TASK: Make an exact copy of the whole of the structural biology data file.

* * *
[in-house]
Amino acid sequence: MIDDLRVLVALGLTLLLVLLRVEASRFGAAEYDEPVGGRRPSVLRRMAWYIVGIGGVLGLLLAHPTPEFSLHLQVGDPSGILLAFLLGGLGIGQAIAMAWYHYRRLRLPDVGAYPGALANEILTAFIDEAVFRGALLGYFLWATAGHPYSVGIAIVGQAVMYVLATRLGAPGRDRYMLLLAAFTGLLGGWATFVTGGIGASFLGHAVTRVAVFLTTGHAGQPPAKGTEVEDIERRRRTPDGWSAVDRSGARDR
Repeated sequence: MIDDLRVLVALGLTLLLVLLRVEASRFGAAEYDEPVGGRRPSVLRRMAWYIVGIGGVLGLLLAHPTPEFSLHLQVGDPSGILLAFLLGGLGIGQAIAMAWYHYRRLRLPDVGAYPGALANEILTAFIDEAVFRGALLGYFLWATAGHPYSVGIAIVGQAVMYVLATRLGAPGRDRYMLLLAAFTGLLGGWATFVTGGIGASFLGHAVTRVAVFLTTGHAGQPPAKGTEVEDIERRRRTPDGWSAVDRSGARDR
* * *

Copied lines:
[in-house]
Amino acid sequence: MIDDLRVLVALGLTLLLVLLRVEASRFGAAEYDEPVGGRRPSVLRRMAWYIVGIGGVLGLLLAHPTPEFSLHLQVGDPSGILLAFLLGGLGIGQAIAMAWYHYRRLRLPDVGAYPGALANEILTAFIDEAVFRGALLGYFLWATAGHPYSVGIAIVGQAVMYVLATRLGAPGRDRYMLLLAAFTGLLGGWATFVTGGIGASFLGHAVTRVAVFLTTGHAGQPPAKGTEVEDIERRRRTPDGWSAVDRSGARDR
Repeated sequence: MIDDLRVLVALGLTLLLVLLRVEASRFGAAEYDEPVGGRRPSVLRRMAWYIVGIGGVLGLLLAHPTPEFSLHLQVGDPSGILLAFLLGGLGIGQAIAMAWYHYRRLRLPDVGAYPGALANEILTAFIDEAVFRGALLGYFLWATAGHPYSVGIAIVGQAVMYVLATRLGAPGRDRYMLLLAAFTGLLGGWATFVTGGIGASFLGHAVTRVAVFLTTGHAGQPPAKGTEVEDIERRRRTPDGWSAVDRSGARDR